[By Staff Reporters]

For more on these topics, see the handbooks below:

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Conclusion

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Mental and Physical Well-Being for [Physician] Boomers and Their Retirement Plans

By Somnath Basu PhD MBA

President – AgeBander
Thousand Oaks, CA

A  Pew Research Center study[1] on the effects of financial stress on health finds 42.4% of respondents in a survey on the subject indicated that their health had been affect by financial problems. The study also found that 1 in 8 baby boomers were raising children, planning for retirement and at the same time caring for their elderly parents. This is the unfortunate reality for many baby boomers who face the implications of being a sandwich generation.

The Boomer Spectrum

For boomers across the spectrum of age (1945-64) financial stress has also contributed significantly to relational strife and has exacerbated many medical conditions. It has been linked to depression and sleep disorders and has been known to negatively affect the autoimmune and digestive system. For retirees who find themselves on a limited income with few options for augmenting that income the additional stress of financial problems has certainly  been detrimental to their mental, emotional and physical well being.  For such retirees who had an improper perception of their retirement needs the realization of the truth is definitely overwhelming. For others, who had thought they had planned ahead and were diligent, are now wrestling with guilt and remorse over their failure to provide for their retirement years. These individuals too are likely also facing fairly severe mental health conditions related to retirement security. Additionally these retirees will likely look back on the sacrifices they did make and feel these were in vain further exacerbating the state of their mental health. This in turn leads them also to resist reasonable advice because their fears make them more suspecting of any advice including the reasonable ones.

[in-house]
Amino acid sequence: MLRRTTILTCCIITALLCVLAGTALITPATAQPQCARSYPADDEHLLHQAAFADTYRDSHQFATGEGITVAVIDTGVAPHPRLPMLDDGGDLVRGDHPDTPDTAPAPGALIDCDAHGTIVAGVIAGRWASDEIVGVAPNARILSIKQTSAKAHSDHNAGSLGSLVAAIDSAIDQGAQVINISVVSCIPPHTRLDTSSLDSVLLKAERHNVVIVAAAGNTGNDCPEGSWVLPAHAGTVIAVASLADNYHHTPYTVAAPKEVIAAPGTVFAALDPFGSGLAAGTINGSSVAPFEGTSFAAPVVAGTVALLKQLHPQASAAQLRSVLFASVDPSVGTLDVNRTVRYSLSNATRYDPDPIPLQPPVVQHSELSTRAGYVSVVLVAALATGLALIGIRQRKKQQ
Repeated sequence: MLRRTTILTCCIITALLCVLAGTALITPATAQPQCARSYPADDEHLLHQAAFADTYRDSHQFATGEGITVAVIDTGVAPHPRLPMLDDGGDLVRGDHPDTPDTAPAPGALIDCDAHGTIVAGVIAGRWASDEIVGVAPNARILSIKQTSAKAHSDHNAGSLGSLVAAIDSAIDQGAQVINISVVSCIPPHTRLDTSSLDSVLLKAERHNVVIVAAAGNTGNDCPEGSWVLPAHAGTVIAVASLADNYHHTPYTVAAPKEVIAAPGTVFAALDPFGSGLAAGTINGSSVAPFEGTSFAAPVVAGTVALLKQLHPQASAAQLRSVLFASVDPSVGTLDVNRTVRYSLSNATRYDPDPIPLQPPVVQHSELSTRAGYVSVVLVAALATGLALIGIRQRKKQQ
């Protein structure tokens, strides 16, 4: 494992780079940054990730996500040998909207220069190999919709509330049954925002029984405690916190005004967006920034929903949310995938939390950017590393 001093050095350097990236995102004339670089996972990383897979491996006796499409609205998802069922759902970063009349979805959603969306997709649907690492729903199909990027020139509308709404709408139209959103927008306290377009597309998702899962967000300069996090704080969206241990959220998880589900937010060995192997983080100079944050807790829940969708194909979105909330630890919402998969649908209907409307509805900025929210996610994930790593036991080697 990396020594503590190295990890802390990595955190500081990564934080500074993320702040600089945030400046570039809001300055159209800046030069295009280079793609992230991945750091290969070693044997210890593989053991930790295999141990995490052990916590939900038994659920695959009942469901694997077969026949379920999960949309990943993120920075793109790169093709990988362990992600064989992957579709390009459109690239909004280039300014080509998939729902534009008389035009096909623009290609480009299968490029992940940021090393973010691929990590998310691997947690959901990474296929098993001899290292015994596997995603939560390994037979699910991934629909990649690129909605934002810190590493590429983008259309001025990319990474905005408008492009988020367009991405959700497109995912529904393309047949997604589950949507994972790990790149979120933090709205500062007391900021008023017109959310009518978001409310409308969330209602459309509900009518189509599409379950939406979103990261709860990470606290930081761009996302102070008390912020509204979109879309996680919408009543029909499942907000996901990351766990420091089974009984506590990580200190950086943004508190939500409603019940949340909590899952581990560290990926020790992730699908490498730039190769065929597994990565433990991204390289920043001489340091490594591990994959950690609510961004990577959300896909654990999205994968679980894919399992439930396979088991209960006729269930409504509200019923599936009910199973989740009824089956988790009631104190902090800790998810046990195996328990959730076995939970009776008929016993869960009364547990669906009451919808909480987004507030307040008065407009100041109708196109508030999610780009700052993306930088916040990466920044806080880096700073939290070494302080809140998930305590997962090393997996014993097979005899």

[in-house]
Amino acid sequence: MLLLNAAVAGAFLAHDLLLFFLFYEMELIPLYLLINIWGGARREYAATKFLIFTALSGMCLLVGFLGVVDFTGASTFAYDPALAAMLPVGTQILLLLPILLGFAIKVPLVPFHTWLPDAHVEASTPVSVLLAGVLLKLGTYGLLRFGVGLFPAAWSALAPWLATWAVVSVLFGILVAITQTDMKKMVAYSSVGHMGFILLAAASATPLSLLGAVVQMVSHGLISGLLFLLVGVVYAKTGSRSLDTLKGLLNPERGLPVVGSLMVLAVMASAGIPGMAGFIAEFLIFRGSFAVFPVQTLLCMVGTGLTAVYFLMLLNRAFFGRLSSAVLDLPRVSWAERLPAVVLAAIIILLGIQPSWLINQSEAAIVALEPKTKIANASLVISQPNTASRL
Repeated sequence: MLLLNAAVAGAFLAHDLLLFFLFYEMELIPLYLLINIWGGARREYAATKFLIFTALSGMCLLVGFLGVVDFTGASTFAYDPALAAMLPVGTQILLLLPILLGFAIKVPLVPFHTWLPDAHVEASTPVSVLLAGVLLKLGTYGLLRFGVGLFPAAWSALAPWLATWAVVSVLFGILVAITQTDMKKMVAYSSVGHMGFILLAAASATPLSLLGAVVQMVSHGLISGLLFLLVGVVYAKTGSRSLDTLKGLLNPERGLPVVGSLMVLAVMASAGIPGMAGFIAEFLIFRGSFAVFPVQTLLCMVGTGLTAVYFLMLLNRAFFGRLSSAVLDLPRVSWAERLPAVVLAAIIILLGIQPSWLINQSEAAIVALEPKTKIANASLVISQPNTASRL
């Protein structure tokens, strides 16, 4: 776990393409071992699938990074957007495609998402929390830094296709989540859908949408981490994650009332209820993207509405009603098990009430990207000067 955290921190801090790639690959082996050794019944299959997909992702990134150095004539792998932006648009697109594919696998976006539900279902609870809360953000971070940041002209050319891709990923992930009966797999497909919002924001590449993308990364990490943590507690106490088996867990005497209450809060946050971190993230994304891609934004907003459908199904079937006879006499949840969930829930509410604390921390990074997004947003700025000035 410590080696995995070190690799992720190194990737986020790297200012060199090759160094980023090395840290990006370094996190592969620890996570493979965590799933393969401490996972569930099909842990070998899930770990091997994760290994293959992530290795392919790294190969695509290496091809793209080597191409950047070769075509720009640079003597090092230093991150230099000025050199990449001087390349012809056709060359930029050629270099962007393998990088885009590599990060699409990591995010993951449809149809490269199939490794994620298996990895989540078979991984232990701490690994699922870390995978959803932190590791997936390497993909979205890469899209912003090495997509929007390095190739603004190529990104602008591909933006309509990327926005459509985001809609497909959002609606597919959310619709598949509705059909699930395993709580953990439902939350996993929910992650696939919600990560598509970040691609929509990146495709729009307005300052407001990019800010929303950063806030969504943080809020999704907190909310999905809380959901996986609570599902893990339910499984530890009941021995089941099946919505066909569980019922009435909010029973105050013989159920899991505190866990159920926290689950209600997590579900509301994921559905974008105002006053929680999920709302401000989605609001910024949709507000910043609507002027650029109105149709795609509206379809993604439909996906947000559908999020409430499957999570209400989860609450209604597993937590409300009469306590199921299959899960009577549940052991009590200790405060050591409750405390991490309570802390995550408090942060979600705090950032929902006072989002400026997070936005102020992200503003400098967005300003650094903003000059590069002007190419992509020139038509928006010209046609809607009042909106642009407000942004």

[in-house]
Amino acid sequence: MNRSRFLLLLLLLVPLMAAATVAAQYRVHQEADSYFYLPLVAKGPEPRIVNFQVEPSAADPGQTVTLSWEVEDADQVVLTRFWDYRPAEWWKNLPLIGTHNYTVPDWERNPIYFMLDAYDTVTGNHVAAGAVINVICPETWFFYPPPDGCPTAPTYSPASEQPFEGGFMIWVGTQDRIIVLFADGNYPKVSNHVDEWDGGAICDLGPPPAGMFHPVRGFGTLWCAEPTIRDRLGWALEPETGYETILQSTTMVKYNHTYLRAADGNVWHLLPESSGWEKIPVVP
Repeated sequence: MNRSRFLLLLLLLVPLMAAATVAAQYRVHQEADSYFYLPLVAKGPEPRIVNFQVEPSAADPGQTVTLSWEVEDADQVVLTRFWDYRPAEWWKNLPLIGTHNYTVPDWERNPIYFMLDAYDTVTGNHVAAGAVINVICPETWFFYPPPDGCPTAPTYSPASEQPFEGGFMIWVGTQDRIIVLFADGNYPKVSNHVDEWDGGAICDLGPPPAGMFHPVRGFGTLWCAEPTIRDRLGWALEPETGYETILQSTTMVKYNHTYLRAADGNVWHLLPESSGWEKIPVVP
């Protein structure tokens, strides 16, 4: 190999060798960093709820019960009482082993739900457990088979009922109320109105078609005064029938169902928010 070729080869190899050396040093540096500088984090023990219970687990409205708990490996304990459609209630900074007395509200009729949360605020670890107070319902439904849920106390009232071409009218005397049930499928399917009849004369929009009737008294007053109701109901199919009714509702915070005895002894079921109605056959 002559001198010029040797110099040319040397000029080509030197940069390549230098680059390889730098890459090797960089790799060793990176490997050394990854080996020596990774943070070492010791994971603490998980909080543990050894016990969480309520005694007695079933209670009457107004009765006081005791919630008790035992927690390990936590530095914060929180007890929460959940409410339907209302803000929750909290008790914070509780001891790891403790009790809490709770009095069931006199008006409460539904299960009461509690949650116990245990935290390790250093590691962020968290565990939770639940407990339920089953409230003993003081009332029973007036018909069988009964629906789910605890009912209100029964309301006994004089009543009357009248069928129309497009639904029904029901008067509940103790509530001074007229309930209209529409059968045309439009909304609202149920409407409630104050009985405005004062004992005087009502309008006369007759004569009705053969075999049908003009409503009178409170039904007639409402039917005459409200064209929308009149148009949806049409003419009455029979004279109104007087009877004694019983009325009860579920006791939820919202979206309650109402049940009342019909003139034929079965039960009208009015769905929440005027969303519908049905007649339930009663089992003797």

The Emotional Culprits

Two of the chief culprits have been the tendency of boomers (as a solace, all other generations suffer from these same problems though boomers have been most affected) to overestimate and have overconfidence about their financial knowledge and understanding of key financial concepts. Their lack of knowledge about overestimating themselves and being overconfident about their understanding of key financial concepts has proved to be detrimental to many a boomer’s health and well being in retirement. This is mainly due to these weaknesses leading them to not having enough funds for their retirement expense needs. A national collaborative strategy initiative on this problem has identified five action areas needed to help alleviate this problem – the need to educate consumers on the areas of financial policy, education, practice, research, and coordination. The reality is that when retirees are affected mentally, physically and emotionally (leading to overconfidence and over optimism), their financial decisions become faulty due to acting on their perceptions of retirement risk. This makes them tend to drastically under-estimate their retirement expenses. In such cases they experience or will experience significant reductions in their quality of retirement life. To ensure that expectations of retired life are realistic and risk perceptions are aligned to realistic and achievable goals are the first steps for boomers to ascend in order to improve the quality of their overall mental and physical health in retirement.

Objective Retirement Planning

An objective of planning for retirement thus becomes the need to find some kinds of lifelong guaranteed pensions since it is well known and understood that retirees who have such luxuries are many times more satisfied in retirement than their peers. The more satisfied in retirement the better mental and financial well-being one has. The main thrust in achieving such a mental state is to understand the importance of a secure and assured income that arrives in the bank consistently every period (such as monthly or bi-weekly).